Standard recipe is one large egg yolk to 1 liter of water. It doesn't have to be that way, but that should be a ballpark starting point. You don't need starch, but if you use it, 10 parts flour to one part starch. Most pre-mixed flour has too much dry egg -if you use pre mix add flour to it. Water/egg mixture should be chilled. Whisking air into it so there are bubbles helps lighten the batter a lot - it will be easier when your bowl is a little dirty from previous batches of batter, but even with a clean bowl try to get some foam in there before you add the flour. Add flour and mix with chopsticks as little as possible in order to entirely coat the ingredients with batter - if you don't mix it up enough you will get patchy dry spots of flour when you pull it out of the batter, but you really don't need to mix that much. It should be lumpy, and dry spots of flour floating in the bowl are not a problem. If you stick your fingers in they should come out a little foamy with lumps and maybe some dry four - not like pancake batter. Oil is 160C for slower cooking vegetables and goes up to 180 for most seafood, including shrimp. Raising the temperature before you pull things out will help shed oil in the final product. Do not let the oil drop below 155 when you add your ingredients. Although many places do not dredge in flour before they drop something in batter, results are typically better if you very lightly dust ingredients with flour using a brush. Doing this can help hide some mistakes with your batter.
IMHO using carbonated water makes greasy tempura. Carbonated water gives the proper lightness to the batter, and it feels nice and light when you mix it, but the tiny gas bubbles that expand when the batter heats up trap a lot of oil that can't be shaken out. The resulting batter has a texture more like a Funyun than tempura. Some people swear by it, even some Japanese people, but I've never seen a tempura chef use carbonated water, and I believe that is the reason why. I tried quite a few times, and although I was able to make the batter feel right with much less work, the final product was never what I wanted.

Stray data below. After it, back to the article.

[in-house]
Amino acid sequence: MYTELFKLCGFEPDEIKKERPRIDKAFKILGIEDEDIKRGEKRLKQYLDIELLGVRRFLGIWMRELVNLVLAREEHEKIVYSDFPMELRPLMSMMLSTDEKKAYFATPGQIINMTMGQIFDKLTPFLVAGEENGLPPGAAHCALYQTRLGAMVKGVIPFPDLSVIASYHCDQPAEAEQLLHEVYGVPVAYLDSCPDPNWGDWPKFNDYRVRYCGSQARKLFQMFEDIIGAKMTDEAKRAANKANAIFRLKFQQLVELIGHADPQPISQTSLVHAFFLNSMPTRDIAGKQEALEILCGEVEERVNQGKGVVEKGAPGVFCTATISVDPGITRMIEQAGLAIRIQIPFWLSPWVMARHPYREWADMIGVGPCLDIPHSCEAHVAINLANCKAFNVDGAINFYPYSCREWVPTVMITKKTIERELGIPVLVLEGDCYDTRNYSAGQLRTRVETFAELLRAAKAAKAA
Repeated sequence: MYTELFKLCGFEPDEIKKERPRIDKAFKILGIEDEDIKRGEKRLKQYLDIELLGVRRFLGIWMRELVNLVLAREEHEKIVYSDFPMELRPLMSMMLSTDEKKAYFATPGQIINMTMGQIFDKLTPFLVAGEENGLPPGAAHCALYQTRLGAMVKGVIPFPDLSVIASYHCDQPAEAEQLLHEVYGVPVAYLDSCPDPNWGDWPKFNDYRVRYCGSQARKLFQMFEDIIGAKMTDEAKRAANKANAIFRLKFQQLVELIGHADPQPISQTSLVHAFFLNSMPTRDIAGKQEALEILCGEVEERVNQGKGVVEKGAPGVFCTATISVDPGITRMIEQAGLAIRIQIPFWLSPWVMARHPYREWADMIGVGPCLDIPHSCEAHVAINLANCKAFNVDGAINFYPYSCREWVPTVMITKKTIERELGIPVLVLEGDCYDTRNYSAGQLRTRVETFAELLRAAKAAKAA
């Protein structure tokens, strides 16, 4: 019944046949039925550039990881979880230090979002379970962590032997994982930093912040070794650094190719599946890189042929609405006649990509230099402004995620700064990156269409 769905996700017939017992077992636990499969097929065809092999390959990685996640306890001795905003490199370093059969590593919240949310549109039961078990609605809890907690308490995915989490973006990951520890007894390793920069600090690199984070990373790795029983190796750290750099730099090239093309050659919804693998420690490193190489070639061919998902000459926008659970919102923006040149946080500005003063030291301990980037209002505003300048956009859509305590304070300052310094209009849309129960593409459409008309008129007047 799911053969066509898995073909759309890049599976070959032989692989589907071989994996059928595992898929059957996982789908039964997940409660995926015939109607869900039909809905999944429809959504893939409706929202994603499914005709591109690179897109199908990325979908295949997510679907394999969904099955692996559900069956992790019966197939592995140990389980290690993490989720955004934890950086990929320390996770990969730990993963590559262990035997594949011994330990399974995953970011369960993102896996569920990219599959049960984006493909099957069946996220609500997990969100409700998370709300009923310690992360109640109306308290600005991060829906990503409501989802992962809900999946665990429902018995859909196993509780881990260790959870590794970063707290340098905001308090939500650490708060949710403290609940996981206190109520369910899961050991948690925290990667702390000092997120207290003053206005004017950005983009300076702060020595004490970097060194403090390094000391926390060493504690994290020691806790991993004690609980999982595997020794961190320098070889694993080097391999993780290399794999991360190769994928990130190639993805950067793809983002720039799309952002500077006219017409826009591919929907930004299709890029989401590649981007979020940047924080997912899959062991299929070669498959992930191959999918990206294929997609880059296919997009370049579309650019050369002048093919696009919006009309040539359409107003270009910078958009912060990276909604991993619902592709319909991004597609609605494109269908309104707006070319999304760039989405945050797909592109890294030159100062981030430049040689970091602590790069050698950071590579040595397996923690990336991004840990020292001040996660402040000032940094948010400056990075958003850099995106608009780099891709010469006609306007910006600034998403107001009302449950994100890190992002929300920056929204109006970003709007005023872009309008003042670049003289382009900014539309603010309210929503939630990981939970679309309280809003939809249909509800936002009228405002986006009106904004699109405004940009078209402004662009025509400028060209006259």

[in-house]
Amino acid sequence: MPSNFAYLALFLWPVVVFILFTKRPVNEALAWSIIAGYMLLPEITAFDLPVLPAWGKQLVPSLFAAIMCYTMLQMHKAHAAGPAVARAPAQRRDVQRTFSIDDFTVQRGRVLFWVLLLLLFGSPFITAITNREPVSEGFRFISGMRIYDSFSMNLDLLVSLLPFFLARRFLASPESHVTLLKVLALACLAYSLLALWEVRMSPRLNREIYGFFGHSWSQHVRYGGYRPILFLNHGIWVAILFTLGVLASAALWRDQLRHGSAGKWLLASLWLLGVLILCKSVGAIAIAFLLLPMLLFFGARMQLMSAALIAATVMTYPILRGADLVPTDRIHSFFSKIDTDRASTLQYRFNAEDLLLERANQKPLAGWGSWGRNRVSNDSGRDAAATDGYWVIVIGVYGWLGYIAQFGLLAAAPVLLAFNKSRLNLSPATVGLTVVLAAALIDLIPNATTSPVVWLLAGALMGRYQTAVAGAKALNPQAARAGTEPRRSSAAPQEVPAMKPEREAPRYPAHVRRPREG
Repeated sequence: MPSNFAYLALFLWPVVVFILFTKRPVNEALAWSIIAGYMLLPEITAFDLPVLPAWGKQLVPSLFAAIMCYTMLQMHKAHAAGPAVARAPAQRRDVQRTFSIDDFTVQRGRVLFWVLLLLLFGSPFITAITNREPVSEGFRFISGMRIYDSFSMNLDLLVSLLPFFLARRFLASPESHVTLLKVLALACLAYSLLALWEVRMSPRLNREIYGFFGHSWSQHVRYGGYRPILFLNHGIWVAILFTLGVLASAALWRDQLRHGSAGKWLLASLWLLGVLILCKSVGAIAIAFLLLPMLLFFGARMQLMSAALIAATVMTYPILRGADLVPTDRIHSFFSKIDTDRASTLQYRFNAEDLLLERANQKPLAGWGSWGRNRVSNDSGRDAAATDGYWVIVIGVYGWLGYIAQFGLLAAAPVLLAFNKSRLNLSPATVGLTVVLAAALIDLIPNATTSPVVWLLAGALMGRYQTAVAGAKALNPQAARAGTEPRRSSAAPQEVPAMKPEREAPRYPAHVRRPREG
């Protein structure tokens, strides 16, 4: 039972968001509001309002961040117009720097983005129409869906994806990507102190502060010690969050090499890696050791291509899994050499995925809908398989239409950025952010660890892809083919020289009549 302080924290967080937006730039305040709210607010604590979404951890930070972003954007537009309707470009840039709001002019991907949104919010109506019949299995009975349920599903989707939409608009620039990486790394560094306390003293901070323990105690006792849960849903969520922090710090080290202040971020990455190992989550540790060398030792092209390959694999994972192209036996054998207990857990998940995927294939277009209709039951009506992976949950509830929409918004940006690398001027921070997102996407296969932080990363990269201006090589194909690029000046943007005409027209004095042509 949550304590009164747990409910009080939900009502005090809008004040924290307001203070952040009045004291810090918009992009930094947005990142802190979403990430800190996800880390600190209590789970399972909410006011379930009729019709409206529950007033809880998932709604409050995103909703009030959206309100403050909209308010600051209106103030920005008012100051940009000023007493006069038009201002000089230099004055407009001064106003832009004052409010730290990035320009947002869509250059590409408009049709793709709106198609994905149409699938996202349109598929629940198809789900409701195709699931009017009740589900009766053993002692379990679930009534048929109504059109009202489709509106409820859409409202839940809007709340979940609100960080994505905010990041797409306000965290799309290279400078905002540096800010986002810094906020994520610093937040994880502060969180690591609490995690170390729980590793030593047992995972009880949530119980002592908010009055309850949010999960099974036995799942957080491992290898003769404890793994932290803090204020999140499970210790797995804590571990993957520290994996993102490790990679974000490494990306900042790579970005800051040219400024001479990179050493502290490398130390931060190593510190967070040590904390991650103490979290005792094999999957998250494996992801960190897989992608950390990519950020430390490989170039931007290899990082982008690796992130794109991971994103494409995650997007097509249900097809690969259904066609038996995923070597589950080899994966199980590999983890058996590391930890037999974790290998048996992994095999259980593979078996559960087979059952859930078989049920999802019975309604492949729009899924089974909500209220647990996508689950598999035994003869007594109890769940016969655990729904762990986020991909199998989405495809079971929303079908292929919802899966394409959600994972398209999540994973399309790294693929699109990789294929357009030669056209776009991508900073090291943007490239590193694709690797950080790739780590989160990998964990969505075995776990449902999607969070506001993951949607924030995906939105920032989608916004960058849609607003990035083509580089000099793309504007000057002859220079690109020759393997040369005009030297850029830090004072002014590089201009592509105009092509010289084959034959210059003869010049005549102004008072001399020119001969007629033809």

Practice. A lot. I made tempura for a few months and the more I did it the more I realized how difficult it is. I now feel completely inadequate when I'm working with someone who knows what they're doing, because I realize all the flaws that experienced tempura chefs consider. Western chefs mostly think that it's just a matter of mixing ratios and temperature, but it is an art. The last time I ate tempura in Tokyo it was at Kondo, which is regarded as possibly the best tempura in Japan, and the complexity of what they are thinking was really impressive. The chef is able to make tiny changes to the batter for every different ingredient they serve. I saw the Kondo chef on TV one time and he was able to tell the TV hosts the exact temperature of the oil just by looking at it. When you stand in front of a pot of oil for eight hours a day for a few decades I guess you develop some superpowers. They broke some stereotypical rules though. They didn't chill the batter, and they didn't even shake the oil off after they pulled things out - but it was still completely dry on the paper. Of course their oil probably cost $20/liter (or more), and high quality tempura oil wicks off the final product very differently.
BTW I do not claim to be an expert.